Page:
Today is a sunny fall day, and there was a first light bite of cold air in the morning. Every time I walk among the beautiful fall-colored foliage we have for a few weeks, I’m reminded of a story my parents used to read to me when I was little: Frederick the Mouse. It’s about a field mouse who does things a little differently from all his fellow mouses – which in the end is a gift to everyone, his family as well as those who get to enjoy this awesome classic among children’s books.

Another nice thing to think about is the fact that it’s pumpkin season. For me that means the Hokkaido variety, which I prefer to Butternut or other winter squash – I enjoy the creaminess and the potato-like texture. Now, I could eat soups every day, and not only when it’s cold out, and pumpkin soup has to be one of my all time favorites. The same is not true for my family, alas. But yesterday when I thought about what to make for dinner, I had an idea. What if, I thought, I were to add little spicy meatballs to the soup? I thought it might be nice if they were to taste a bit exotic, and since I had fresh cilantro and ginger in the fridge, I went with that. I added a little rice, don’t ask me why, it was a spontaneous decision, and then they turned out like pretty little hedgehogs, completely by happy accident:

And what do you know, everybody loved the soup! Even my daughter who hasn’t touched it for years asked for seconds, which I consider high, high praise.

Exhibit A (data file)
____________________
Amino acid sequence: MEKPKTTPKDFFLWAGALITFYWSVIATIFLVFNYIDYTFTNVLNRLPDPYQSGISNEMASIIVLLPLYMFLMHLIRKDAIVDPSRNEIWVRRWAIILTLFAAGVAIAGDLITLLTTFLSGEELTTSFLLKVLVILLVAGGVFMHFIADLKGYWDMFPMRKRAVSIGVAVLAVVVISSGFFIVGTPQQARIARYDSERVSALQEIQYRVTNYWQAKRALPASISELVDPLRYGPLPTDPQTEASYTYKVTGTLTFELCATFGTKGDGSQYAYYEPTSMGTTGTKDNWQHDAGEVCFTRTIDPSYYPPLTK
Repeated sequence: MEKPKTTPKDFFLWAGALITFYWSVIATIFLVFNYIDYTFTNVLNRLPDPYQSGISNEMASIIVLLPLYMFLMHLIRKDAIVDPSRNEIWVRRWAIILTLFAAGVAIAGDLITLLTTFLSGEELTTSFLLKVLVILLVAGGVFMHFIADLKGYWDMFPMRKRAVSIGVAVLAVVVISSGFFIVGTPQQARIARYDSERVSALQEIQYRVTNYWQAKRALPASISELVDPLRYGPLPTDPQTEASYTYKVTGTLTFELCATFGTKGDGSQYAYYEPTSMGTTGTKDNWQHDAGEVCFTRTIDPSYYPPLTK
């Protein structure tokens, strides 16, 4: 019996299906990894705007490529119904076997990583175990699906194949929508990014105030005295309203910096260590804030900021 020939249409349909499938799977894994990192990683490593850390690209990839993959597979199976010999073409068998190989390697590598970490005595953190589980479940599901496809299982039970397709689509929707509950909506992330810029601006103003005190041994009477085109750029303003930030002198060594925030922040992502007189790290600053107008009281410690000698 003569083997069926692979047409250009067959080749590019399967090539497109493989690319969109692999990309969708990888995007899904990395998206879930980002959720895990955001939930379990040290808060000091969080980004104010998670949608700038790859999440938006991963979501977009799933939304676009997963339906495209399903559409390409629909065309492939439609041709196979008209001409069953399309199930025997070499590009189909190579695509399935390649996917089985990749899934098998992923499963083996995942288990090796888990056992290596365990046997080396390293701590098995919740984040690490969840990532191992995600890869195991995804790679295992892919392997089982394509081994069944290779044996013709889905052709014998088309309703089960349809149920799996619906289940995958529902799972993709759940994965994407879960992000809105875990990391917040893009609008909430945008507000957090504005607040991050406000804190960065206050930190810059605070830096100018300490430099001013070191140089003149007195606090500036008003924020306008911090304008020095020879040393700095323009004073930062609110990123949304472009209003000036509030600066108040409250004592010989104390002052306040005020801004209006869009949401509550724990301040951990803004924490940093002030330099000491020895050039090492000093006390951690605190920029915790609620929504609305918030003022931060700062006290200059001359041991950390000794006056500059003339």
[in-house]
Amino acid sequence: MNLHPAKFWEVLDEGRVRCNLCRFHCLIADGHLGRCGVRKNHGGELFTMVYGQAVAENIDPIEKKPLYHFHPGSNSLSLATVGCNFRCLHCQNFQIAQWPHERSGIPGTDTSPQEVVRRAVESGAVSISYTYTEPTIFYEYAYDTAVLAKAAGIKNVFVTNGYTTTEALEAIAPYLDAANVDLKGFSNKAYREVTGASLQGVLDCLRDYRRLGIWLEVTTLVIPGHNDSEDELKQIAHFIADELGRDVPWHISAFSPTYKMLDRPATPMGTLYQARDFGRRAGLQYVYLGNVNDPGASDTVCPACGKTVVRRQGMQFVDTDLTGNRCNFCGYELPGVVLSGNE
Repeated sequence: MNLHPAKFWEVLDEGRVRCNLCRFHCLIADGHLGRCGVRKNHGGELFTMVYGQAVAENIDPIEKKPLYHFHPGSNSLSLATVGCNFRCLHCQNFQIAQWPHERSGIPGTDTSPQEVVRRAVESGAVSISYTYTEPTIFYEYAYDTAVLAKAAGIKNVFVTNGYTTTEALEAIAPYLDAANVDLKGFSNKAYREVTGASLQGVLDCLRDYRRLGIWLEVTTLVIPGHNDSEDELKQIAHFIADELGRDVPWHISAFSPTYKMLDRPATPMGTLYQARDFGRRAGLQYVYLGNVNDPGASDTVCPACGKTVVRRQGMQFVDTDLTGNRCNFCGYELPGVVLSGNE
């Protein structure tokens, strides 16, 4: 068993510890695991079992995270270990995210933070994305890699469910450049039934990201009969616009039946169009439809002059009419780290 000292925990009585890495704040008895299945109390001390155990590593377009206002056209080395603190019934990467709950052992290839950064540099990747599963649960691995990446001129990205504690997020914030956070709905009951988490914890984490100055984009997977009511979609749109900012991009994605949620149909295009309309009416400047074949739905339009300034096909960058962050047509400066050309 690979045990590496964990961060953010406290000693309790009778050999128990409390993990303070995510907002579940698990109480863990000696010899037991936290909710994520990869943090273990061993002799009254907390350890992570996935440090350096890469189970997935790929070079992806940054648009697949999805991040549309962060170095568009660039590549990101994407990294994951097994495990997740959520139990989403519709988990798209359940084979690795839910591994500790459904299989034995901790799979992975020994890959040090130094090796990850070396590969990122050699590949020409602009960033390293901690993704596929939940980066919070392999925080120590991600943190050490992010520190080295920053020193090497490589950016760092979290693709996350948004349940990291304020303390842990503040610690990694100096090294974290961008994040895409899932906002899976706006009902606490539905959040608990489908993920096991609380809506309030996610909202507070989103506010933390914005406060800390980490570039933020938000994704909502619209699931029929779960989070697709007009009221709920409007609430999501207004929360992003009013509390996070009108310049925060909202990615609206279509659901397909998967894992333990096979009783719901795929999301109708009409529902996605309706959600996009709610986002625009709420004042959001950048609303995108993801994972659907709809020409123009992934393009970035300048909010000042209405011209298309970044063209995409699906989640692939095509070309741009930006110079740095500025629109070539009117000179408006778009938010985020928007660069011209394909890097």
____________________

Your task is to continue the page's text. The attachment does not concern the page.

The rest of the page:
Pimped-up Pumpkin Soup

2 small Hokkaido pumpkins, cleaned, seeded and cut up

3 shallots, peeled and roughly chopped

1 stalk celery

1 small parsley root, peeled and chopped

1/2 clove garlic

250 g ground beef

1 egg

1 handful broken rice

1 piece of ginger, 2 cm, peeled and chopped

1 handful mixed fresh herbs (I used cilantro, parsley and dill)

salt, pepper

vegetable broth to taste

1 cup cream

First, sauté in olive oil 2/3rds of the shallot and half of the ginger. Pour on water, and add the pumpkin, parsley root and celery. Add broth, salt, pepper and maybe a pinch of sugar to taste. Put to the boil.

Now prepare the meatballs. In a bowl, combine 1 egg, the herbs, the rest of the ginger and the shallot, garlic, salt and pepper. Puree with a stick blender. (I do this because my daughter dislikes it when meatballs contain chunks of onion or the likes. It’s completely optional, you might as well chop if you prefer.) Add the ground beef and the handful of rice. Combine to a solid mass, then form small (like 1,5 cm diameter small) balls.

In the pot, watch out for when the pumpkin starts to fall apart, then take the vegetables out of the broth with a slotted spoon. Set aside.

Now add your meatballs to the broth and cook for about 15 minutes. When done, fish out of the broth with your slotted spoon and set aside.

Put the vegetables back in the pot and puree with your stick blender, adding cream and spices to taste.

Finally, put the meatballs back in the pot, turn off the heat, put the lid on and let sit for a few minutes, while you cut up bread or lay the table.

And then – enjoy an autumnal bowl of fragrant, creamy, rich goodness.

Glad you joined me for a little walk away from the news! Let’s hope they will be good. And thank you for dropping by.